The Department of Justice’s FARA Unit released several new advisory opinions today interpreting the Foreign Agents Registration Act (“FARA”) and its regulations. While the newly published opinions addressed a number of topics, the FARA Unit’s scrutiny of the activity of nonprofits was a prominent and recurring theme.
Many nonprofits, think tanks, universities, religious organizations, educational institutions, and charitable organizations, rely on the so-called academic exemption to FARA. This exemption applies to those who engage “only” in activities in furtherance of bona fide religious, scholastic, academic, or scientific pursuits or of the fine arts. However, regulations to the statute provide that this exemption does not apply where the agent of a foreign principal engages in political activities “for or in the interests of” the foreign principal.
The new advisory opinions shed important light on the scope and limitations of the exemption. In one opinion, the FARA Unit interpreted the exemption narrowly, concluding that the Vice President of a private foreign university was required to register under FARA for “conduct[ing] outreach and advocacy” to U.S. government officials “to promote [the foreign university’s] mission, goals, and financial priorities.” The FARA Unit reasoned that the outreach involved advocacy to obtain grants from the U.S. government and was, therefore, not only in furtherance of the scholastic and academic pursuits of the University.
In another opinion, the FARA Unit concluded that a not-for-profit charitable organization established by a foreign government to increase “friendship and goodwill” between a foreign country and “the rest of the world” through exchange programs was required to register. The FARA Unit reasoned that the activities would influence the U.S. public to view the foreign government “in a positive light” and “ultimately foster beneficial U.S. foreign policies” with respect to the foreign country. Because the organization was engaged in political activities, the academic exemption did not apply.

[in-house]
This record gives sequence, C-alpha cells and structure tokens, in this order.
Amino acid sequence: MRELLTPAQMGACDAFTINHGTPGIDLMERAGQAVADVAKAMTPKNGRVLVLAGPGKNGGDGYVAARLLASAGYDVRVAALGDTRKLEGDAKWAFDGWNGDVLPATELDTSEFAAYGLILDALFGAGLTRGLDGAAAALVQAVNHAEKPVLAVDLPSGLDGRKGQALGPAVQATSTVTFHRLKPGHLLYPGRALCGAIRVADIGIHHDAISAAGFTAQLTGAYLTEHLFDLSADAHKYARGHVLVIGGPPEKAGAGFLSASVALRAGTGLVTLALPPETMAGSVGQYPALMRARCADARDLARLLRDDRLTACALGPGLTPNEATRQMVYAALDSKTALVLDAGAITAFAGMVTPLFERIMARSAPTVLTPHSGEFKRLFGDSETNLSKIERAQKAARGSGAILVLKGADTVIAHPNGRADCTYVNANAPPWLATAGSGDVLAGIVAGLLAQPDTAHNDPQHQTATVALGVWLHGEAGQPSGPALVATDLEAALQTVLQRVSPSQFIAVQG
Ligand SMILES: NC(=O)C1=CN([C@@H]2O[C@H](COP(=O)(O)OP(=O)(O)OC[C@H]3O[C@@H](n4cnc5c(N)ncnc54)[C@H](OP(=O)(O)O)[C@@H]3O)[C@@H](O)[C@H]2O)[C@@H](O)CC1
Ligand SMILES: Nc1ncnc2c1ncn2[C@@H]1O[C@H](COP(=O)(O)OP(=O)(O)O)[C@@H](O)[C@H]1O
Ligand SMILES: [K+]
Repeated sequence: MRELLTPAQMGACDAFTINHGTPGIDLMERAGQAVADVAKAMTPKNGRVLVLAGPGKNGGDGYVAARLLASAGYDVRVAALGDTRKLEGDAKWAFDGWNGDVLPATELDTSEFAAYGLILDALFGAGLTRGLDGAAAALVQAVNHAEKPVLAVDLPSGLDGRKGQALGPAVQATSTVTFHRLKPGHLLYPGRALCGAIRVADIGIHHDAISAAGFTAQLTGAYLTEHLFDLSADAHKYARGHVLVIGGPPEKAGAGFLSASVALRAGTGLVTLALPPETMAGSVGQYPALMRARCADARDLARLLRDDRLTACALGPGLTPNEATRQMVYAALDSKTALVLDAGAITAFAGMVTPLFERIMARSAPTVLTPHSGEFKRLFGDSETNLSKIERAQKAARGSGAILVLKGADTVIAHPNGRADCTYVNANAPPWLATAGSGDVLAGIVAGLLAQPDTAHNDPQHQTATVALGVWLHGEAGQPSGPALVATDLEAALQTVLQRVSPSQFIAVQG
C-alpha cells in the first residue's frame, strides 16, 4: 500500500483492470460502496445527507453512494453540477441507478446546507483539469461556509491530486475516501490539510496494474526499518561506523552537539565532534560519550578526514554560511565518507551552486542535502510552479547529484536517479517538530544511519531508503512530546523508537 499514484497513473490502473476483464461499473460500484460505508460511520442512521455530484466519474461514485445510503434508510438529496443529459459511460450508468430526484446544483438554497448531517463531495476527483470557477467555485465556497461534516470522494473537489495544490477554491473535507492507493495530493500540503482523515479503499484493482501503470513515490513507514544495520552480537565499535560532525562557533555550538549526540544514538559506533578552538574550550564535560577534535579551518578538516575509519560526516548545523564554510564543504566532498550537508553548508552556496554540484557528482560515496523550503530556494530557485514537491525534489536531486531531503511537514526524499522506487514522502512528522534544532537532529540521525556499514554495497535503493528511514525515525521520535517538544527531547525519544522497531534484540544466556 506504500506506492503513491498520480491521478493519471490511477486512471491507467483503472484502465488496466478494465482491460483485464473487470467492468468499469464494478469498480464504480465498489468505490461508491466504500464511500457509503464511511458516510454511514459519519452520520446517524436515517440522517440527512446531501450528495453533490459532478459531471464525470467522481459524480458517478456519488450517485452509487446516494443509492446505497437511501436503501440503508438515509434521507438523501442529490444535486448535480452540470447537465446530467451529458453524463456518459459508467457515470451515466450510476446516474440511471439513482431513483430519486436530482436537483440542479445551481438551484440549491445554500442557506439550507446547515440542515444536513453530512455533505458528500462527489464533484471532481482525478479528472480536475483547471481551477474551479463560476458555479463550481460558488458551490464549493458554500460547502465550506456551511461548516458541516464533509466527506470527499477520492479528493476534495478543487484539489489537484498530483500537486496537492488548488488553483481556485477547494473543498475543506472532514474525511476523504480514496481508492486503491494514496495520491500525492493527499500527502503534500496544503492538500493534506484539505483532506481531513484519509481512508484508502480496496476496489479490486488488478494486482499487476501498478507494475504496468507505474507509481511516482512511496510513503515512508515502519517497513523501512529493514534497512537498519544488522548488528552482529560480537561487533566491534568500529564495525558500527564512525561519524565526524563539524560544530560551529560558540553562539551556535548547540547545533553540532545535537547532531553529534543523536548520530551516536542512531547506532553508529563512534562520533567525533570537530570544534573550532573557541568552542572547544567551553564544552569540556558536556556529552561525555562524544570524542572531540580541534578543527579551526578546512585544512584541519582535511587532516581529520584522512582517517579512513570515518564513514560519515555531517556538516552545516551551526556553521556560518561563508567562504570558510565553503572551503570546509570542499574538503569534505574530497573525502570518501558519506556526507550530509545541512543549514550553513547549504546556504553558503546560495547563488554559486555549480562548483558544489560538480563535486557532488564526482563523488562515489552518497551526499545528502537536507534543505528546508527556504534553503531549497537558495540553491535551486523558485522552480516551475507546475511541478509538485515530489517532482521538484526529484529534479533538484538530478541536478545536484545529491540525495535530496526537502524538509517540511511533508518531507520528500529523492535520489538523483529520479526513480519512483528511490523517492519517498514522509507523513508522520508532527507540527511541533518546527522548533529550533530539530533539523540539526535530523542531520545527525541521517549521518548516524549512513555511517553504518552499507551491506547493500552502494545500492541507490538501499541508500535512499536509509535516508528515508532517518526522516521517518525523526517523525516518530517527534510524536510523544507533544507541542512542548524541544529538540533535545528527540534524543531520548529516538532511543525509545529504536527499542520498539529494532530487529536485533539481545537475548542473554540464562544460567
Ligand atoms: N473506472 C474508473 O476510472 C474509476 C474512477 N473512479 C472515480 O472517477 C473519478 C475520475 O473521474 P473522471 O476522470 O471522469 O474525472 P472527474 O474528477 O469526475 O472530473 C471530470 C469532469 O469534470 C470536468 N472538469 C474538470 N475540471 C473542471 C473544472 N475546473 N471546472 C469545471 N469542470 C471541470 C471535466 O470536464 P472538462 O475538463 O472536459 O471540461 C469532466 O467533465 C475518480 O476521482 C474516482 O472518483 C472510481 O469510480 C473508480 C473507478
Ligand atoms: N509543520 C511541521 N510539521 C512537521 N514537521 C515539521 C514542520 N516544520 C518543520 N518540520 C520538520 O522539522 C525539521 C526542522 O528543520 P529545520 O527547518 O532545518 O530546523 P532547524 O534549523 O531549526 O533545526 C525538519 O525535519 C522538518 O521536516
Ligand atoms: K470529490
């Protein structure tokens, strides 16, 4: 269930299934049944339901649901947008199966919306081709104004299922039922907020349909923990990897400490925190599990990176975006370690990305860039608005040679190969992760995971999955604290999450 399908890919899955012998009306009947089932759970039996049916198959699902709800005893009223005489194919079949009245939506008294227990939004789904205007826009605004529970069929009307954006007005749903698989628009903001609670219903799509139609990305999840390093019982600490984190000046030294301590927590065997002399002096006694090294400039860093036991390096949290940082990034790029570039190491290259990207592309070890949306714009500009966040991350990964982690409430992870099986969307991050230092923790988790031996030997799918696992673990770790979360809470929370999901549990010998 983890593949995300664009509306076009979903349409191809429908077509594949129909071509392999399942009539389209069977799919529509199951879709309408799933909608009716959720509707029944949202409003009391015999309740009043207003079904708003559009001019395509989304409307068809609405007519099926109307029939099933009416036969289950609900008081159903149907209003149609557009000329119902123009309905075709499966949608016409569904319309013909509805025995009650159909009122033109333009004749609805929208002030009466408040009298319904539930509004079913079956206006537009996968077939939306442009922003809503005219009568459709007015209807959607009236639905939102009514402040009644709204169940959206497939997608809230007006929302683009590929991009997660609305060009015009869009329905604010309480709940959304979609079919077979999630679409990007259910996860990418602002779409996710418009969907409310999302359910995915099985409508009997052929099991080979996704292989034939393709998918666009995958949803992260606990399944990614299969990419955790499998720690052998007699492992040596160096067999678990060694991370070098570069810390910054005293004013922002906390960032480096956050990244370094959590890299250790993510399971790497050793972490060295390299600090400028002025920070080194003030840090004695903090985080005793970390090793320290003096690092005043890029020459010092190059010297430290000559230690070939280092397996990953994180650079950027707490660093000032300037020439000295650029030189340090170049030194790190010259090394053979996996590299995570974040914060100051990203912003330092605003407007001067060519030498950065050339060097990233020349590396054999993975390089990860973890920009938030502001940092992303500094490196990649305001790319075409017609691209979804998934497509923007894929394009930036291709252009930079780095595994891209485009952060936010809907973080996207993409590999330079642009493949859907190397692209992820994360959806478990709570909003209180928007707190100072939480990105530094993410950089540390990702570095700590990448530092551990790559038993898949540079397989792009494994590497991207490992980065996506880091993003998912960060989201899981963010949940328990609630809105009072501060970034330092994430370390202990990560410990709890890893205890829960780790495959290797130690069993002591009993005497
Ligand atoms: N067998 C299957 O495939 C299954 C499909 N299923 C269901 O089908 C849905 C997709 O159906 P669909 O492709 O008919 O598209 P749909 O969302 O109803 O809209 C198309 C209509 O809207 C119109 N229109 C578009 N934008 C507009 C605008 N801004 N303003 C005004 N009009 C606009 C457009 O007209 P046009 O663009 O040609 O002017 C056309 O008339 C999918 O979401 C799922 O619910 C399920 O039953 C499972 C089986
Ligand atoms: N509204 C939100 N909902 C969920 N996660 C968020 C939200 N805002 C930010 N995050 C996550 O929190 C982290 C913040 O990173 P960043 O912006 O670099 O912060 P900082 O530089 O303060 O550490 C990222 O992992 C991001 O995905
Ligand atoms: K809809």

Not all of the advisory opinions were as foreboding with respect to academic activity. The FARA Unit decided that a university professor was not required to register for providing a foreign government with factual, “independent analysis of issues of international law” within the professor’s expertise because the information was not intended to influence the U.S. public with regard to U.S. or foreign policy. The opinion did not reach the academic exemption, instead concluding that the professor’s activity did not meet any of the FARA-enumerated activities.
These interpretations of the exemption should prompt nonprofits and other organizations relying on the academic exemption to consider whether registration may be required. As Covington reported last year, the DOJ is currently considering changes to the academic exemption through an advance notice of proposed rulemaking (“ANPRM”). While the ANPRM is still an early step in the administrative law process, further changes to the scope of the exemption may be significant for nonprofits that deal with foreign government and policy issues and that are not currently registered.